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Keynote&Plenary Speakers

Dr. Branislav Vuksanovic, University of Portsmouth, Portsmouth, UK


Biography: Branislav Vuksanovic graduated from the University of Belgrade, Serbia with degree in Electrical and Power Engineering. He holds an MSc degree in Measurement and Instrumentation from South Bank University, London and a PhD in Adaptive Signal Processing from the University of Huddersfield, UK. Previously, he has worked as a Project and Design Engineer for Croatian Electricity Board in Osijek, Croatia.
During his academic career he has worked as a Research Fellow at Sheffield and Birmingham Universities on Optical Brain Imaging and Medical Video Compression projects. He has also worked as a Lecturer at the University of Derby where he was a member of Sensors and Controls Research Group. Currently he works as a Senior Lecturer at the University of Portsmouth, School of Engineering.
Branislav has published numerous papers in the field of active noise control, biomedical signal processing and pattern recognition for intrusion detection and knowledge-based authentication. He has also published a book in Digital Electronics and Microcontrollers field. He has won grants and has been visiting research fellow at the University of New South Wales in Australia and University of Alcala de Henares in Spain. Dr Branislav Vuksanovic is a member of IET, ILT and IACSIT. His current research interests are in the application of pattern recognition techniques for power systems and analysis of ground penetrating radar as well as biomedical ECG data.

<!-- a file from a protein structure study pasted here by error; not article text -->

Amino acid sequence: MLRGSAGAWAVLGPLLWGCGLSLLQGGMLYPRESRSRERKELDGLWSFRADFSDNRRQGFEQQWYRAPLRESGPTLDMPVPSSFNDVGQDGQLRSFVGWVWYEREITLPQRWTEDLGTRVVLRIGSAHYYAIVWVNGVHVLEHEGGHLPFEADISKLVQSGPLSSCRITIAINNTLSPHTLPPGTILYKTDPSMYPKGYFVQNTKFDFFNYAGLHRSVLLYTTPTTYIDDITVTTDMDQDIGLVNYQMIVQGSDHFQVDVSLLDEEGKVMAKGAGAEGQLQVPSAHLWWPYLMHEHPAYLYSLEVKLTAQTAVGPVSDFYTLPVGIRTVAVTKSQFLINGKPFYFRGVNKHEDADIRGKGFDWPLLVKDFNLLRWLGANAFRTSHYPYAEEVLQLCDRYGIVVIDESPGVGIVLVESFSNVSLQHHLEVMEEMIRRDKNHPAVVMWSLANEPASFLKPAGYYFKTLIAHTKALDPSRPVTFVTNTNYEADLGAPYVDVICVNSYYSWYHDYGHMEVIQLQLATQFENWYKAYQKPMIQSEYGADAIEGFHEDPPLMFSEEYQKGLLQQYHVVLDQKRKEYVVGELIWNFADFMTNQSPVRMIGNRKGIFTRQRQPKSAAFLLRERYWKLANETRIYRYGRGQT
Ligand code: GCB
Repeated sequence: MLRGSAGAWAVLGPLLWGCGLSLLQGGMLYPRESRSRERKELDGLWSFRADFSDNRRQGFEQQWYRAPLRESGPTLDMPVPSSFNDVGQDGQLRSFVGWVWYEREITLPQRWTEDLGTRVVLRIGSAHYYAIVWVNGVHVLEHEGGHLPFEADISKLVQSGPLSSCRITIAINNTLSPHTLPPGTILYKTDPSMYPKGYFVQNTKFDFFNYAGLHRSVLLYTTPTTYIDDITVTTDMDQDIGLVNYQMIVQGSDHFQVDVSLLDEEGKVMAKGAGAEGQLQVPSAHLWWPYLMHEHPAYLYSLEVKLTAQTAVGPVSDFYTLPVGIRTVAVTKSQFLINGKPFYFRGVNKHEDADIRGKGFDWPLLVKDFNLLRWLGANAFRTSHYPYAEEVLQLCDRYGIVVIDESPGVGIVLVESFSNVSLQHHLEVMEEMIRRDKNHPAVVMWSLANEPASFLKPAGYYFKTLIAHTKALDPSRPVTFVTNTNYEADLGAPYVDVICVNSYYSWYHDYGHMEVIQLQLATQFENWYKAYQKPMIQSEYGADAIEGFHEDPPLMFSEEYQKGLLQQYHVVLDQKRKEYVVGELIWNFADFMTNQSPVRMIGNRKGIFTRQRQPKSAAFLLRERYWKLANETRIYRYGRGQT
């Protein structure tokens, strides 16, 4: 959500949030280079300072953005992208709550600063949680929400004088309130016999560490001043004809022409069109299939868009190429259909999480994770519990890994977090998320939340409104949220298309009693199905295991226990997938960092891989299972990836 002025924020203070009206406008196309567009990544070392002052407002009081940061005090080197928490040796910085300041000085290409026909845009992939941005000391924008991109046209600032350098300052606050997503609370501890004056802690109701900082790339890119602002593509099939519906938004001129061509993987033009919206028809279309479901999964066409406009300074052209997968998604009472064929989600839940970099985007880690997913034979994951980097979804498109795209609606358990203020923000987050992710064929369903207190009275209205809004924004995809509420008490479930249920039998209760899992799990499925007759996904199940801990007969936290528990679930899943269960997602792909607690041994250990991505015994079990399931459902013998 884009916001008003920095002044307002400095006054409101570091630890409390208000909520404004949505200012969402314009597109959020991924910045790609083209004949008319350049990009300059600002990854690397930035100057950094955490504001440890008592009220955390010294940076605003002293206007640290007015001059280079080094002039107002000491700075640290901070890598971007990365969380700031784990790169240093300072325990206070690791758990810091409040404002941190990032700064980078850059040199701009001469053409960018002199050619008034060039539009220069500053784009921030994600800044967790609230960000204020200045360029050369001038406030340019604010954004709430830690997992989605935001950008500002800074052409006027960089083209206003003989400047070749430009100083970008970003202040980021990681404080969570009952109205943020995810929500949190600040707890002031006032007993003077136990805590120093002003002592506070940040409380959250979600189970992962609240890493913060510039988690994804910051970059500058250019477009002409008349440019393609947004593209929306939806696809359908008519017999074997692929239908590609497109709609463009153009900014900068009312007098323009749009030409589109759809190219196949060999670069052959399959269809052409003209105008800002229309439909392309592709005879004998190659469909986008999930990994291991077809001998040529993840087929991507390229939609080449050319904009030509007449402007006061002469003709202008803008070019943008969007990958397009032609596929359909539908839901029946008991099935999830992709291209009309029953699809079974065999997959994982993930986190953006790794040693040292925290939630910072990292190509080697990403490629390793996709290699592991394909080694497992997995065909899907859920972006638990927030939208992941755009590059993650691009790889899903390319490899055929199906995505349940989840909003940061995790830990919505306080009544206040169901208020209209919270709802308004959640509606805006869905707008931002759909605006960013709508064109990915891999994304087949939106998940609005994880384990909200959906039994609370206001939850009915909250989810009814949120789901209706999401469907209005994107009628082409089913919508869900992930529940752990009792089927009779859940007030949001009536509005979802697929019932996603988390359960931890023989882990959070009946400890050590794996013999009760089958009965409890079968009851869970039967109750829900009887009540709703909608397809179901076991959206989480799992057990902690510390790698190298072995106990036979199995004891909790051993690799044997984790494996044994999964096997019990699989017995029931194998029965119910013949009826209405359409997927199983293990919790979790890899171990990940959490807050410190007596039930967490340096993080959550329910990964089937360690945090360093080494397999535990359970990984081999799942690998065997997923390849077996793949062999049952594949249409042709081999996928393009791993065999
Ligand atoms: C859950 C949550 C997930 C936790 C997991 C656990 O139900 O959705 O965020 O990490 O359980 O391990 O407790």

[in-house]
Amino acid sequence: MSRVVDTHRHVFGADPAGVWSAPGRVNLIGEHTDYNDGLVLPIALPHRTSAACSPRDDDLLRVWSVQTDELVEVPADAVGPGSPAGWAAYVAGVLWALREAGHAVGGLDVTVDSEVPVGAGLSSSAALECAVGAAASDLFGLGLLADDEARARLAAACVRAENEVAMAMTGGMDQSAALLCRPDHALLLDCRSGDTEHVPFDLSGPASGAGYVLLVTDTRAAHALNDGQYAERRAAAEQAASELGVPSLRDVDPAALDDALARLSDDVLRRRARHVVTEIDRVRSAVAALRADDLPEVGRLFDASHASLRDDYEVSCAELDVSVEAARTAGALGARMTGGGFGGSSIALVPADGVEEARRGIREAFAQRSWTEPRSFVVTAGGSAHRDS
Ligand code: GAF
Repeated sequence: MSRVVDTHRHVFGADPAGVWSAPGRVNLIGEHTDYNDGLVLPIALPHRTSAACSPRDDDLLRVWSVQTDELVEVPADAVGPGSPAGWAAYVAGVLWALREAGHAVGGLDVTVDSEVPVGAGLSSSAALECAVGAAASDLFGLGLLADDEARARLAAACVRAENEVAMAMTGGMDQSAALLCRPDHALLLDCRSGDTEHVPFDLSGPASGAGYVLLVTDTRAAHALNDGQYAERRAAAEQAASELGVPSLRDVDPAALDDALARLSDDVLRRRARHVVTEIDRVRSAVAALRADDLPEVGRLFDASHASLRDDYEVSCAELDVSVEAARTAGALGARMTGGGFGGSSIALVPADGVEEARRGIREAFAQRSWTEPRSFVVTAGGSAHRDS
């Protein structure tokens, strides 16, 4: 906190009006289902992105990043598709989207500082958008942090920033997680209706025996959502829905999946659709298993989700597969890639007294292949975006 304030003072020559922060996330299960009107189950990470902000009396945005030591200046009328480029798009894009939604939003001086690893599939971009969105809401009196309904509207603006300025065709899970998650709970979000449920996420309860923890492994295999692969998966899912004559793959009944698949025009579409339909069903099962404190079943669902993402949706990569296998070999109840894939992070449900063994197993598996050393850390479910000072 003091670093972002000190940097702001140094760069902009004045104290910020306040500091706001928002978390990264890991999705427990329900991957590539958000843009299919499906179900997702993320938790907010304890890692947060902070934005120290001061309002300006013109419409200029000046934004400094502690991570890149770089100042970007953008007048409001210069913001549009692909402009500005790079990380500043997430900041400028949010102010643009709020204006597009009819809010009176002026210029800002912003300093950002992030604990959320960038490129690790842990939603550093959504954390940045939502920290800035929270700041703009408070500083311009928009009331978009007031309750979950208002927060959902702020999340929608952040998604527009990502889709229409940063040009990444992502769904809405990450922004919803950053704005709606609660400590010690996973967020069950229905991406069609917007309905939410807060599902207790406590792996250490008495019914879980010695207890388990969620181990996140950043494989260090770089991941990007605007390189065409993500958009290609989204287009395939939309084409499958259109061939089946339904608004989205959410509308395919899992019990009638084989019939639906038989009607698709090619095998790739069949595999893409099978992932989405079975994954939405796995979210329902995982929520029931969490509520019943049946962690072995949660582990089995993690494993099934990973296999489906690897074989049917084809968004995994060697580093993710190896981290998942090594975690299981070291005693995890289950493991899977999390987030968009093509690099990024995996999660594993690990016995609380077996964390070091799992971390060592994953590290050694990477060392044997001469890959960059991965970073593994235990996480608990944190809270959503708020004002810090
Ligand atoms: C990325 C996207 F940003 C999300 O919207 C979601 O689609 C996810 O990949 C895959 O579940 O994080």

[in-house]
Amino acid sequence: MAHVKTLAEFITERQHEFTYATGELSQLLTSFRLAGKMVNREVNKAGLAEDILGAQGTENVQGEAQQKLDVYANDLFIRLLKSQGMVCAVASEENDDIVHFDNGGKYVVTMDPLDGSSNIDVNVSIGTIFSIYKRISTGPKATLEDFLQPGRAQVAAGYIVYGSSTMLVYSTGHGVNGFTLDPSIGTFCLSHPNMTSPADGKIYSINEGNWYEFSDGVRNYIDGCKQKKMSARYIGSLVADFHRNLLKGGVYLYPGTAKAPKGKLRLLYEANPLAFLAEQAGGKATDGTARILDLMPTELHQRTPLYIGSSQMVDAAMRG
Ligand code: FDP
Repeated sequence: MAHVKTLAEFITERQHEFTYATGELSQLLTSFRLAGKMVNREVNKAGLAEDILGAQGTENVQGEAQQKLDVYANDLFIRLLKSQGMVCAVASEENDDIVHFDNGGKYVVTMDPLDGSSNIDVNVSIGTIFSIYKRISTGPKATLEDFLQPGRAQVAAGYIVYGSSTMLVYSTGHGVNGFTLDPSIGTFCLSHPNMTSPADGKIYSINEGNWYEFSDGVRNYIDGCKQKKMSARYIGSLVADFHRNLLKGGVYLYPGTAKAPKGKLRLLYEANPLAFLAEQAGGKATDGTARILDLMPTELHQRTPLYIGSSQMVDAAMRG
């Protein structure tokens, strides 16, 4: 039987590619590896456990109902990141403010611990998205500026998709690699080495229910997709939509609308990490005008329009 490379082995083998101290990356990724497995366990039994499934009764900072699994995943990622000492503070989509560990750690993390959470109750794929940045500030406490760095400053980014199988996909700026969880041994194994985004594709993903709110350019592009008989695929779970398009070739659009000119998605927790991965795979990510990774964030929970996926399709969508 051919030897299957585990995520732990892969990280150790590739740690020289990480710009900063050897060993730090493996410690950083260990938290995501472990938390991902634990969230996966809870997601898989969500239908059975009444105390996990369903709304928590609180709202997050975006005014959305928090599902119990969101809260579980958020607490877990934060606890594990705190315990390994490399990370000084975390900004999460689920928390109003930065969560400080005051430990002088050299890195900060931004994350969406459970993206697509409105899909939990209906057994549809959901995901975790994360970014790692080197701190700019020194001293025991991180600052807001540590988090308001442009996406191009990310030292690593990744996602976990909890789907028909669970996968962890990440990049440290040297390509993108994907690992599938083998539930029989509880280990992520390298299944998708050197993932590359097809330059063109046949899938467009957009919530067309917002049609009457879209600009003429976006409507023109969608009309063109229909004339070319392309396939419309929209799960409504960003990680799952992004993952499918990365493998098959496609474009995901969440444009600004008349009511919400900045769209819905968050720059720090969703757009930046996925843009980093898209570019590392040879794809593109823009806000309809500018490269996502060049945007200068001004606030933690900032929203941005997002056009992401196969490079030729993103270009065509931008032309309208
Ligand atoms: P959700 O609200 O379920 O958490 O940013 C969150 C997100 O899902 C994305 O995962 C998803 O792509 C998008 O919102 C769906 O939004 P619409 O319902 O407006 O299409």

Speech Title: Adaptive Filters – Theory and Practice

Abstract: First part of this talk will cover basic theory and some applications of a special group of algorithms and techniques used for digital signal processing known as adaptive digital filters. Those filters differ from the ordinary digital filters due to the fact that they can change their behaviour and properties during the operation. This leads to interesting properties of those algorithms and a wide range of applications. Main theory and rules behind the adaptation of those filters to changing operating conditions will be described in this talk and the equations used to implement some basic adaptive algorithms given.
Second part of the talk will focus on configurations in which those filters can be deployed and discuss some of the applications such are active noise control and system identification in more details. Finally, multiple-channel active noise control system designed to generate zones of silence over a wider area will be described and some results illustrated.